• Restriction of competition by the operator. Although restriction of competition by the operator (i.e. its operation of another hotel under the same brand/position) within the vicinity of the hotel is rather common in practice, the major issue of concern to a developer often lies in the restriction of competition not only in respect of the same brand, but also in respect of so called “sister” brands of the operator. The sister brands may provide similar interchangeable accommodation services in the same or contiguous hotel segment, which in practice may create competition for the hotel. Operators are usually reluctant to include sister brands in the restriction of competition clause, so this issue will heavily depend on the developer’s bargaining strength.


Even where a developer knows for sure that a certain operator and certain brand is perfect for its hotel project, it may be fatal to focus on just one operator, letting them know that this brand is a “must have”. The best way to get the best deal is to create a competition between 3-5 operators and have them bid for the project in several bidding stages, screening candidates for elimination along the way, bearing in mind the developer’s key areas of concern and ensuring a transparent discussion of these areas as part of the process.

As soon as the operator is selected, the achieved arrangements should be documented in the form of Letter of Intent or Memorandum of Understanding (LOI/MOU), and subsequently further reflected in the hotel management agreement and concomitant contracts.

The better the LOI/MOU is drafted on major commercial and financial issues, the smoother will be the drafting of the main hotel management contracts, and the quicker (and cheaper) the process of finalizing same.


The above issues are merely examples of some key issues that may be subject to negotiation at the early stage of discussions with an operator, and which should always be considered as part of the operator selection process. These issues will of course vary, depending on the developer’s and operator’s concerns, market conditions, location of the project, the projected profitability of the hotel, the existing competition in the market and other factors.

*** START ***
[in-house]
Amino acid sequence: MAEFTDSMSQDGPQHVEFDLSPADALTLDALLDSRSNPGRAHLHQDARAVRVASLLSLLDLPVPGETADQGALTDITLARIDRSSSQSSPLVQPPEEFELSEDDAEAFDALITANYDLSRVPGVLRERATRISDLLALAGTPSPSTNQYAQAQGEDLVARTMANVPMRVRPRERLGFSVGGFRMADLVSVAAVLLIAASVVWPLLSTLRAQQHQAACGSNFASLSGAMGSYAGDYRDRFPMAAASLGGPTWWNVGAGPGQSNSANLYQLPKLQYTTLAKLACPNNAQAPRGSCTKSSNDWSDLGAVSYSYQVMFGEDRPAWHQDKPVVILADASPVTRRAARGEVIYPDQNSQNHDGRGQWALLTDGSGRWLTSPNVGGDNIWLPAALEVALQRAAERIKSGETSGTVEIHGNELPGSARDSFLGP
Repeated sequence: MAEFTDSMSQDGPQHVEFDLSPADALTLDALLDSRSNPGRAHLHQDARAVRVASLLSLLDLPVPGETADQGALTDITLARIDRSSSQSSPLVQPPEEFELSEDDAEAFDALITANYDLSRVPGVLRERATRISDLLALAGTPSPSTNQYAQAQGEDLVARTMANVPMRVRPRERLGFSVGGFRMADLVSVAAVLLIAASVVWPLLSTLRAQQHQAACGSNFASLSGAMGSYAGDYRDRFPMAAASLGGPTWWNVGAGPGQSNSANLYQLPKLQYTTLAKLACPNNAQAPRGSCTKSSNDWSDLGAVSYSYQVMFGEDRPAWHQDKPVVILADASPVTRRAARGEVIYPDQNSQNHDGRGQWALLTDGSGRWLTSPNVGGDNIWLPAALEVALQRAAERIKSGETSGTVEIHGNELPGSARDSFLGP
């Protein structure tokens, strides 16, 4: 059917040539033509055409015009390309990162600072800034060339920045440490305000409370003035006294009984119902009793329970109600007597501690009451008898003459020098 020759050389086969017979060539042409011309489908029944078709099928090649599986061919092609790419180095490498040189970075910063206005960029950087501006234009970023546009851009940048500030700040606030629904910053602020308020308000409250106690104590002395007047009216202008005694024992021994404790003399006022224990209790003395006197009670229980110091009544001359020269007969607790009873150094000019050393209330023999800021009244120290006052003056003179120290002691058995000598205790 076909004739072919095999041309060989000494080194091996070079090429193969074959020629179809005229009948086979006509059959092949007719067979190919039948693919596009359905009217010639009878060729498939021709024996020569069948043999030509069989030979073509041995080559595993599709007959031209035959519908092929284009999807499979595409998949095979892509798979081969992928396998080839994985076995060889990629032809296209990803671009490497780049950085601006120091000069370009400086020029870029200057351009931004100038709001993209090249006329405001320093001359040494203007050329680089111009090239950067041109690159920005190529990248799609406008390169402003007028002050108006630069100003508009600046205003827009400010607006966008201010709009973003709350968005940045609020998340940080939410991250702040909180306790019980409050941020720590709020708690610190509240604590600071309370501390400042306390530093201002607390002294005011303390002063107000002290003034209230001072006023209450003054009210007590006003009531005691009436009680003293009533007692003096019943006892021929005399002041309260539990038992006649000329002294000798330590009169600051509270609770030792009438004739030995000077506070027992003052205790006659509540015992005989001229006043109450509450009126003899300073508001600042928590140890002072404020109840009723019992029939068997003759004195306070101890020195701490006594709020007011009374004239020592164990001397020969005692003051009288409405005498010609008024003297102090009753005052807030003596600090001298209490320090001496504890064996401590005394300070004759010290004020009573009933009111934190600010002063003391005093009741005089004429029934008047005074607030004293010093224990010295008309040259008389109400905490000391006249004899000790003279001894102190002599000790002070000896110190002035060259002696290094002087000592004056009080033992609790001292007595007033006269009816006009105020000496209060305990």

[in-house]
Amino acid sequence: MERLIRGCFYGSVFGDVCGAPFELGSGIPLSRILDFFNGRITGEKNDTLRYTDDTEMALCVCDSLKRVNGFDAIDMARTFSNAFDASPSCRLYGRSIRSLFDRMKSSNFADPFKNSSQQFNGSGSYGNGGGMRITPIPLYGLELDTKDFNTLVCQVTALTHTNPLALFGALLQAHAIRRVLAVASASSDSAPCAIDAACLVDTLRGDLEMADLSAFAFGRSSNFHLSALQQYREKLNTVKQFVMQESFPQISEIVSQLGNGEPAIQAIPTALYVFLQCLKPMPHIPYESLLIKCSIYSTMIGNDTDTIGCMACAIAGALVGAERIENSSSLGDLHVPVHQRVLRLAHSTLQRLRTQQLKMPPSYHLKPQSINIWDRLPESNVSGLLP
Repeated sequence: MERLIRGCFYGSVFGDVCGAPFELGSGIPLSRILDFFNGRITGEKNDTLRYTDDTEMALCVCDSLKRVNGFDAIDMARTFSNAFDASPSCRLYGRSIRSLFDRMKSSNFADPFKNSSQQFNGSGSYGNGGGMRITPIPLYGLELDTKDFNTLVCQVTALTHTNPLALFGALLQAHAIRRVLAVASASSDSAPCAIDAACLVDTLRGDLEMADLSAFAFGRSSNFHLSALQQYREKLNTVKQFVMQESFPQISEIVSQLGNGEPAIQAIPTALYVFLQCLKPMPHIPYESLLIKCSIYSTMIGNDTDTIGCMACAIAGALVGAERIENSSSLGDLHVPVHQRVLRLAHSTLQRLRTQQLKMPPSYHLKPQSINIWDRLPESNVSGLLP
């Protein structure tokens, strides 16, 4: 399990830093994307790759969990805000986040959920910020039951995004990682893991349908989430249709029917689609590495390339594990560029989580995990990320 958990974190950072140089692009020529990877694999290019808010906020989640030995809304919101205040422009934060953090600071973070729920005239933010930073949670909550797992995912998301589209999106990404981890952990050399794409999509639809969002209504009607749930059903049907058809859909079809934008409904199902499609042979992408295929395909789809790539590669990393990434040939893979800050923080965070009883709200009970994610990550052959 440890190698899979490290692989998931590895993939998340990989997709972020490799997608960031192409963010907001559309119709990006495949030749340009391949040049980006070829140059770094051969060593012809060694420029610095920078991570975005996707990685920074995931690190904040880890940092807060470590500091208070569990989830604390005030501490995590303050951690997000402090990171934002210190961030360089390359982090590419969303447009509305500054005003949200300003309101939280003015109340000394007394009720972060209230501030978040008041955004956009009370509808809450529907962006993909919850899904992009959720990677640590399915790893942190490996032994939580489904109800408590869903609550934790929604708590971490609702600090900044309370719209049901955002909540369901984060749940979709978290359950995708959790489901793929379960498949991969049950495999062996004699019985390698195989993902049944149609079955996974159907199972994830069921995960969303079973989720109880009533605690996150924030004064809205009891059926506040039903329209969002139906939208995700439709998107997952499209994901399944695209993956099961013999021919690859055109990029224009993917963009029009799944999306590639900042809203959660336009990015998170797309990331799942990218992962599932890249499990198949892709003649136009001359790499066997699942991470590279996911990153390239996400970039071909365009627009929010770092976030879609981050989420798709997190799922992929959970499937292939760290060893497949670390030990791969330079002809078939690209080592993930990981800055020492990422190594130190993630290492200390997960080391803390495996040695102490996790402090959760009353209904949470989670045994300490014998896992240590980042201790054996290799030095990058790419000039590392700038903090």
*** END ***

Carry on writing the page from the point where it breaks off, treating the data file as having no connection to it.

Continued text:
Regardless of what particular issues are the key points of concern for a certain developer, all issues should be, by all means, thoroughly considered at the stage of preparation of the Request for Proposal, together with the developer’s negotiation position and benchmarks for further negotiations with operator candidates.

In this process one should not underestimate the importance of active engagement of hotel experts and legal advisors. A widespread mistake is inadequate attention to such considerations at this stage, and signature by a developer of a Letter of Intent/Memorandum of Understanding in haste, without having taken commercial and legal advice.

Although developers may consider the LOI/MOU to be a non-binding document, in practice re-negotiation of express commercial terms already agreed and set out in an LOI/MOU is very difficult and will be strongly resisted by an operator. The risk is that, by re-opening negotiation of a particular term in the LOI/MOU, the developer will introduce bad faith and bad feeling, and may ultimately lose the operator, which might have been the perfect operator for its hotel project. This is why undertaking extensive homework and obtaining the right advice before and during the operator selection process is so important for a developer.  It will often be too late to look for such advice after the operator has been selected and an LOI/MOU signed.